* Impact of Mideast unrest could linger for a decade
* OPEC ministers and producers say no physical shortage
By Edward McAllister
HOUSTON, March 10 Though OPEC officials have
done their best to quell fears about Middle East oil supply
disruptions, experts warn that Libyan unrest could signal a new
period of prolonged oil market jitters.
"There is no panic," Algeria's oil minister Youcef Yousfi
said at the high-profile CERA Week conference in Houston this
week, attributing the stellar rise in oil prices to speculators
and market psychology.
Oil executives from Total SA (TOTF.PA), Hess Corp (HES.N)
and BP Plc (BP.L) joined the chorus, saying there is no
pressing shortage of physical oil supplies.
But not everyone has remained as composed as OPEC ministers
amid the highest oil prices in over two years.
The legacy of Mideast unrest will linger in the market for
years, making it difficult to keep a ceiling on crude prices,
conference speakers said.
"This is a new risk that will be in the marketplace for the
next ten years," said Ed Morse, the arriving head of
commodities research at CitiGroup (C.N).
Civil unrest in North Africa and the Middle East - which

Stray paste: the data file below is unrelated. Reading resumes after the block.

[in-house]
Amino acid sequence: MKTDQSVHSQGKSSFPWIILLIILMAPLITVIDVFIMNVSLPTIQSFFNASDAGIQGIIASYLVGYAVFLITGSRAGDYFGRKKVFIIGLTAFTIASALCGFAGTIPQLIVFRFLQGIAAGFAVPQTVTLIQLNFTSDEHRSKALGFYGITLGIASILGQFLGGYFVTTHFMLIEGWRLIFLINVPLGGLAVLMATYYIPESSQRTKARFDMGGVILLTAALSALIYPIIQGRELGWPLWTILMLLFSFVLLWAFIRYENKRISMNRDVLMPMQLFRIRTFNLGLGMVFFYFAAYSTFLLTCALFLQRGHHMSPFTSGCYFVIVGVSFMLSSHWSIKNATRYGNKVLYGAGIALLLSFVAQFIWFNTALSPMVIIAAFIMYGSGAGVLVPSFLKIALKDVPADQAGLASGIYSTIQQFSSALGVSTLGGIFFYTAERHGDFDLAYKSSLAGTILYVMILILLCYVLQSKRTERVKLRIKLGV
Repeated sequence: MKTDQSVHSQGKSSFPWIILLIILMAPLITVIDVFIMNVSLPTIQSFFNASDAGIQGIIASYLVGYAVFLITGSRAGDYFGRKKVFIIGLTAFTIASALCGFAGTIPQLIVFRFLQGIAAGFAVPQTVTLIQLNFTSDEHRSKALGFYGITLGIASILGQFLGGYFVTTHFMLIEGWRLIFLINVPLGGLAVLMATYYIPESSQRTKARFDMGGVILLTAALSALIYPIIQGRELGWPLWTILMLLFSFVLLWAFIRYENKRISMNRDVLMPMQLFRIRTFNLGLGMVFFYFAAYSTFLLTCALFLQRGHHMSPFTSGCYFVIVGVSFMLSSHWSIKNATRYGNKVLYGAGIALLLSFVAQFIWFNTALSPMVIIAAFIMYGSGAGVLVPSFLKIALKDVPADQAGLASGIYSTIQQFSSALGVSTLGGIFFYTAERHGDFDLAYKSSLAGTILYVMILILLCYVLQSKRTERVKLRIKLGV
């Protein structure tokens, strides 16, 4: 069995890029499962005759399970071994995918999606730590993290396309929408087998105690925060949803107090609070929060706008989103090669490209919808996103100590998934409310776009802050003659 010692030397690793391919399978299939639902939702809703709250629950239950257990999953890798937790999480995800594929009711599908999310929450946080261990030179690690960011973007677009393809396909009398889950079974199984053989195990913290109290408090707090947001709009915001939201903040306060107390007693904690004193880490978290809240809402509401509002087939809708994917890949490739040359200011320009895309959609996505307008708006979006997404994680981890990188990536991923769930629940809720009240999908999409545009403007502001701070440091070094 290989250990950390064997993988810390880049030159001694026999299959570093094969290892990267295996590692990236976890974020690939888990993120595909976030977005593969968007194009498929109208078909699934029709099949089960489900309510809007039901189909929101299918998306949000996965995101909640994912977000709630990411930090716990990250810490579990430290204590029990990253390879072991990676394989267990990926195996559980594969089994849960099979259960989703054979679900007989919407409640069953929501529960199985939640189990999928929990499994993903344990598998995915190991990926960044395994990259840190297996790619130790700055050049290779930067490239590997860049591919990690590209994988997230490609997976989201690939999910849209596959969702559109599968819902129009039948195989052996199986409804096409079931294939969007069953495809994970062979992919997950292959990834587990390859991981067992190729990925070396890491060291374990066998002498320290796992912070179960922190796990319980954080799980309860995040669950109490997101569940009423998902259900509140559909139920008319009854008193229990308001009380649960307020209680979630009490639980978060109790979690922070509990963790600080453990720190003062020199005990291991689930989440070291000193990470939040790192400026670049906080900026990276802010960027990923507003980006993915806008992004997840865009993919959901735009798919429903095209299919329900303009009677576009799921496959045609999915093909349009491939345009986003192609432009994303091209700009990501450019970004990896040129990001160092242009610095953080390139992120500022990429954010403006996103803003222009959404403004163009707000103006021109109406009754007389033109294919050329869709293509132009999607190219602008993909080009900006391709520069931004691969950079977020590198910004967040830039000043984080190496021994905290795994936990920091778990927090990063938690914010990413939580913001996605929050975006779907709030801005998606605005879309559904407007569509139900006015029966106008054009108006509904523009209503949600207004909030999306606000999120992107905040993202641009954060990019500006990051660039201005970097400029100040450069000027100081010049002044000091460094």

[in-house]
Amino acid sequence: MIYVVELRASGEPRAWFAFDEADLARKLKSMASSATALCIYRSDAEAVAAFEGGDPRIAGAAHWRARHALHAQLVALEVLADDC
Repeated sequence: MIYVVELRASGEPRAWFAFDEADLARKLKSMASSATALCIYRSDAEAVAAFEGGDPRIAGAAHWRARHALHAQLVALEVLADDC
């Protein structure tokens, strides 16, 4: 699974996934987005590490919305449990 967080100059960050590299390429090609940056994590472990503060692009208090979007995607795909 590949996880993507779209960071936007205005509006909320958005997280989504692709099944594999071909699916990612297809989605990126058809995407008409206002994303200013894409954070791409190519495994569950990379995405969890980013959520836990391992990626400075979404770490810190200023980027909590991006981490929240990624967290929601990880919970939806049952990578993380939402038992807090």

spread from Tunisia to Egypt, Bahrain, Yemen and Saudi Arabia -
has pushed oil prices in London and New York way above $100 a
barrel in recent weeks. On Wednesday, Brent crude in London
settled above $115 a barrel.
Fighting in Libya has cut oil output to half a million
barrels per day from the more than 1.5 million bpd of
production before widespread protests broke out last month
against long standing Libyan leader Muammar Gaddafi
[ID:nLDE7282LJ]. Cuts in Libyan production have forced top
producer Saudi Arabia to increase output.
Physical supply of Libyan sweet crude - for which there is
little spare capacity in the world - will struggle to come back
online quickly, Morse said.
"It is an illusion to think that Libyan crude production
will be anything near 1.5 million barrels a day a year from
now," he added, citing technical issues that often arise after
disruptions to crude supply.
Buyers like India and China, concerned about supply
disruptions, could begin stockpiling crude despite higher
prices, Morse said.
BP's (BP.L) head of strategy and policy, Ian Smale, said
that trying to predict a cap on crude oil prices in the current
environment is very difficult, especially as demand continues
"The mechanisms for providing a floor to oil prices are
absolutely in place. The mechanisms for providing a ceiling to
oil prices are a lot more difficult to see," Smale said, adding
that the role of OPEC in shaping the supply outlook will likely
increase with demand in the years to come.
(Editing by Chris Baltimore and Marguerita Choy)